Advocates for a smoke-free British Columbia
June 7, 2016

Affordable housing is not our only housing problem, say BC health advocates

JUNE IS SMOKE-FREE MULTI-UNIT HOUSING MONTH. The BC Lung Association and the Heart and Stroke Foundation, B.C. & Yukon. partners in the Clean Air Coalition, are calling upon the provincial government to enact legislative and regulatory measures to stimulate the supply of 100 percent smoke-free multi-unit housing.

With nearly one in two British Columbians living side by side and one atop the other in condos, town houses and apartments, they say affordable housing is not the only issue concerning home buyers and renters.

They argue living in a smoke-free home should be a basic health protection afforded every British Columbian – not just those able to own their own detached homes.

“We field scores of second-hand smoke complaints on almost a daily basis from desperate British Columbians looking for help to escape the smoke infiltrating their homes from neighbouring units,”   said Scott McDonald, President & CEO, BC Lung Association.

Unwanted exposure to toxic second-hand smoke in multi-unit housing has increased from 30 to 50 percent from 2008 to 2013, in spite of BC’s record low smoking rate (14.3 per cent).

Current provincial law prohibits smoking in most public places, and in all residential building common areas, but do not apply within a private home, patio or balcony. 

The BC health advocates argue living in a smoke-free home should be a basic health protection afforded every British Columbian – not just those able to own their own detached homes.

 “People are trapped. Many can’t afford to move, and even if they could, there is a critical shortage of smoke-free buildings where a smoke-free environment is guaranteed,” said Adrienne Bakker, CEO, Heart and Stroke Foundation, B.C & Yukon.

Research confirms four out of five British Columbians want to live in 100 percent smoke free environments, but there is a scarcity of smoke-free multi-unit housing in BC, in both public and private sectors.

“It may have sounded radical to ban smoking in apartment buildings 20 years ago. But it’s 2016 and it’s the next logical step to protect children, seniors and all vulnerable populations from inhaling toxic secondhand smoke against their will in their own homes,” Bakker continued.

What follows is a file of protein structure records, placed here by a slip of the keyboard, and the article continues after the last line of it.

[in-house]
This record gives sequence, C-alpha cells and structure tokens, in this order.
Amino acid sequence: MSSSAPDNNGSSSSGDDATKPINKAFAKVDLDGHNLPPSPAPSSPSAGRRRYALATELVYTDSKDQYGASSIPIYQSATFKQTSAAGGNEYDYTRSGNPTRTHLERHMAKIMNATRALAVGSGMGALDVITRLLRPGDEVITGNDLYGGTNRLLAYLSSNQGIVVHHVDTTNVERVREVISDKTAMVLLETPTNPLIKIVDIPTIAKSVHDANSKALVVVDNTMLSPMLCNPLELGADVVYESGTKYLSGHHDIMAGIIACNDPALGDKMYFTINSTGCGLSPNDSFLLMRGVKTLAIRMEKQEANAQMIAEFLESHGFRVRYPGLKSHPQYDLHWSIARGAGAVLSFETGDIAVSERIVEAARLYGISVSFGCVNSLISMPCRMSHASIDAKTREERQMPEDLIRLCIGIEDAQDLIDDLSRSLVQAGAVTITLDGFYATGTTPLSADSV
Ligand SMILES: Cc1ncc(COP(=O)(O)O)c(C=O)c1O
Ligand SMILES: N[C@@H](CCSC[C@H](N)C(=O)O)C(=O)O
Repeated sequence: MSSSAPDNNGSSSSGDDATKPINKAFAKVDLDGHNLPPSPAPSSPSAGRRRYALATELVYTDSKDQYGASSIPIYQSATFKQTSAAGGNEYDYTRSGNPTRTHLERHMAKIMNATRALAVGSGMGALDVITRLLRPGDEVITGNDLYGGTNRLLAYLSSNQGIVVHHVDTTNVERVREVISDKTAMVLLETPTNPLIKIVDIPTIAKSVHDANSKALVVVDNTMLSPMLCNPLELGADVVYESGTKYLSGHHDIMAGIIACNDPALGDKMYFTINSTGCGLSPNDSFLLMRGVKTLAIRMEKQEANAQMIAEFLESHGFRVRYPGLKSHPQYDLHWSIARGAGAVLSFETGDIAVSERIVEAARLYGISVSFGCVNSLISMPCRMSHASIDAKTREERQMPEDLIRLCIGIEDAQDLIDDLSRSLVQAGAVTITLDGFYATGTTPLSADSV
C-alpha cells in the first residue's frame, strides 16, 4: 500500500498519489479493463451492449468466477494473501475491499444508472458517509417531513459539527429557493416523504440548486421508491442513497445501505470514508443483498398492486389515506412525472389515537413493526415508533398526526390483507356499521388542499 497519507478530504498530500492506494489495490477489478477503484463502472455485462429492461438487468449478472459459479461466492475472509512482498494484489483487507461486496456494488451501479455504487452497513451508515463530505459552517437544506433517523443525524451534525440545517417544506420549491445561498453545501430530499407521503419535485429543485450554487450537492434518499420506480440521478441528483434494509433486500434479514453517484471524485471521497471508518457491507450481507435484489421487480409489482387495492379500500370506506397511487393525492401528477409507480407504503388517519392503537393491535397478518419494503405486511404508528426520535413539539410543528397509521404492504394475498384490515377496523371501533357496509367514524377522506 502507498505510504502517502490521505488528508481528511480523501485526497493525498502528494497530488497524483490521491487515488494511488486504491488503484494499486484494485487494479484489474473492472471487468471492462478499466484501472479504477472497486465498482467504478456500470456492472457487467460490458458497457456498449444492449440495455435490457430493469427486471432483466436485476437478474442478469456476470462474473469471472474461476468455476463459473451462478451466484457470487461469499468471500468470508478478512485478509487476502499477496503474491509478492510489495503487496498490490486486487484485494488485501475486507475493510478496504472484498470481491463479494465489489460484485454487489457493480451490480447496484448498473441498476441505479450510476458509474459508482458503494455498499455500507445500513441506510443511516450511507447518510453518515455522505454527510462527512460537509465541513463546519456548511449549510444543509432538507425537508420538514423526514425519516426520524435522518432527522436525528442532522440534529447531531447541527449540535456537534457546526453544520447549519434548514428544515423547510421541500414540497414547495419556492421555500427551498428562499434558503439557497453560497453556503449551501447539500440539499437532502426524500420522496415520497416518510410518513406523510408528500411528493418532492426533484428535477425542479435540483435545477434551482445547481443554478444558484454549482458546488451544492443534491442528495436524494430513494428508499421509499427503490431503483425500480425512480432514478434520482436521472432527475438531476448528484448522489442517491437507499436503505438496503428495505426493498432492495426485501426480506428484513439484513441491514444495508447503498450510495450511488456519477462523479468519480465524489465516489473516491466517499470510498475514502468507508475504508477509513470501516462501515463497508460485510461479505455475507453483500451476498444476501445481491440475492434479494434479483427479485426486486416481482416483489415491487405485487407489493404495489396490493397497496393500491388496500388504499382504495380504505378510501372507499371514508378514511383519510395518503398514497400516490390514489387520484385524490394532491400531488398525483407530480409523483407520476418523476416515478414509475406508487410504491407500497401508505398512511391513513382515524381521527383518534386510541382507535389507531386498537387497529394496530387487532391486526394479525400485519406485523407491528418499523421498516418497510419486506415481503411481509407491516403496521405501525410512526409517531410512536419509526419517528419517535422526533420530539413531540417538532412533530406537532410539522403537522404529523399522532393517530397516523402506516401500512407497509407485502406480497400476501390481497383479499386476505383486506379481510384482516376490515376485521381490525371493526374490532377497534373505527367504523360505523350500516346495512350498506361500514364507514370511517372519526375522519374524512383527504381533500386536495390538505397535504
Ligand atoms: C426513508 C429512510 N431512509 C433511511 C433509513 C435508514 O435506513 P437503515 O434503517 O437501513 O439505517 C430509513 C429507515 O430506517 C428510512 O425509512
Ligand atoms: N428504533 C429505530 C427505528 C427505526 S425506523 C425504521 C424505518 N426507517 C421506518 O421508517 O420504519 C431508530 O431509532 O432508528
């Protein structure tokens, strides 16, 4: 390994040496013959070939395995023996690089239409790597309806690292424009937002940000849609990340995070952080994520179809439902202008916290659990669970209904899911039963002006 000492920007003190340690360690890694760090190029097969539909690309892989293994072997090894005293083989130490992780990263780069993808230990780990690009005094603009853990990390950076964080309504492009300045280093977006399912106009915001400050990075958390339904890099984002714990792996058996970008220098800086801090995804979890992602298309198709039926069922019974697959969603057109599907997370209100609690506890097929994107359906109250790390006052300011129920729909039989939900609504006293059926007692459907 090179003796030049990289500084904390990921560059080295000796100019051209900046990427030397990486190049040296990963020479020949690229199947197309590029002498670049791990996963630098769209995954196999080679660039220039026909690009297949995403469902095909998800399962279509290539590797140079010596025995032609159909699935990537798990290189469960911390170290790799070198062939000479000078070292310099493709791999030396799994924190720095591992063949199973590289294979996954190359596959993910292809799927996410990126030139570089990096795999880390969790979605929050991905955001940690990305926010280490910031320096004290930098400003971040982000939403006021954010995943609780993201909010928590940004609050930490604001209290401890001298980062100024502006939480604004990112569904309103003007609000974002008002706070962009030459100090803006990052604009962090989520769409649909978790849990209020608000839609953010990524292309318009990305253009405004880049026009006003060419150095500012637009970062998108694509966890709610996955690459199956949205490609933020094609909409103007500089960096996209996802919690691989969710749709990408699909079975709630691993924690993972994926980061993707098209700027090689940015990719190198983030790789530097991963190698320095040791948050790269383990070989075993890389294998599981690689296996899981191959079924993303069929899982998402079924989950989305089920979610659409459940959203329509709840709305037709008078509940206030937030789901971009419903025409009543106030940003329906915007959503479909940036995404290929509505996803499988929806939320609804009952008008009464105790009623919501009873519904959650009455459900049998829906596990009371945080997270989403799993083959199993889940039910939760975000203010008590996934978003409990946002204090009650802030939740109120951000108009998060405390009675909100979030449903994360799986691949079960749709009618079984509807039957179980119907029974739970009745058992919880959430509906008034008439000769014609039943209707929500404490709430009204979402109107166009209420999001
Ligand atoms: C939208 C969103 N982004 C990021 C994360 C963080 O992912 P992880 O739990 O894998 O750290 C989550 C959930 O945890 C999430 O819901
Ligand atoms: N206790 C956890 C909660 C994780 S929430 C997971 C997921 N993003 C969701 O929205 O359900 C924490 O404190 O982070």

Some argue government has no business regulating what people do in the privacy of their own homes, and point out tobacco is a legal product.

“If smokers were only a danger to themselves, that argument would have some merit. But that's not the case,” said McDonald. “When your neighbour’s smoke infiltrates your home, you are inhaling the same toxic fumes as the smoker. Ventilation cannot contain the smoke so there’s no escape.”

“Some private strata corporations are recognizing the benefits of going smoke-free, but they are moving very slowly,” he continued. “As we densify to meet affordable housing demand, things will only get worse if measures aren’t taken to increase the public and private smoke-free housing supply.”

 “It’s time for government to act. Housing developers and providers are not prioritizing no-smoking policies, despite the clear marketing and financial benefits, not to mention the health benefits.”

In recognition of Smoke-Free Housing Month, the Clean Air Coalition of BC is calling upon the provincial government to enact legislative and regulatory measures to stimulate the supply of 100 percent smoke-free multi-unit housing.

"Making a building smoke-free is perfectly legal, reduces maintenance costs, helps prevent fires and addresses the huge public demand for smoke-free housing options.  We’ve even surveyed Realtors™ and found that the majority agree it’s harder to sell a home where people have smoked," added Bakker.

“It’s a no brainer really,” added McDonald. “Taking a leadership role in this area is a logical extension of current laws implemented to protect BC residents from second-hand smoke in work and public places.”

Read the Clean Air Coalition of BC’s case and recommendation for government action on smoke-free multi-unit housing here.

 

JUNE 2016 WAS PROCLAIMED SMOKE-FREE MULTI-UNIT HOUSING MONTH BY THE PROVINCE OF BRITISH COLUMBIA

For easy‐to‐use info on how to implement a no‐smoking policy or bylaw visit: www.smokefreehousingbc.ca.
 

About the Clean Air Coalition of BC

The BC Lung Association and the Heart and Stroke Foundation, BC & Yukon, work together as partners in the Clean Air Coalition to raise public awareness about the serious health risks of exposure to secondhand smoke and to advocate for smoke‐free environments.

About the Lung Association

For more than 100 years, the Lung Association has led the fight for healthy lungs and healthy air. The Lung Association is the leading organization in Canada working to save lives, prevent and improve lung health through research, advocacy, education and support. bc.lung.ca

About the Heart and Stroke Foundation

The Heart and Stroke Foundation’s mission is to prevent disease, save lives and promote recovery. A volunteer-based health charity, we strive to tangibly improve the health of every Canadian family, every day. Healthy lives free of heart disease and stroke. Together we will make it happen. heartandstroke.ca

Media Contacts
  • Sharon Hammond
    Smoke-Free Housing Manager
    Clean Air Coalition of BC
    E info@smokefreehousingbc.ca

    Katrina van Bylandt
    Communications Manager
    BC Lung Association
    T 604 731 5864
    vanbylandt@bc.lung.ca

    Shima Ghailan
    Communications Manager
    Heart and Stroke Foundation,
    BC & Yukon
    T 778.372.8024
    sghailan@hsf.bc.ca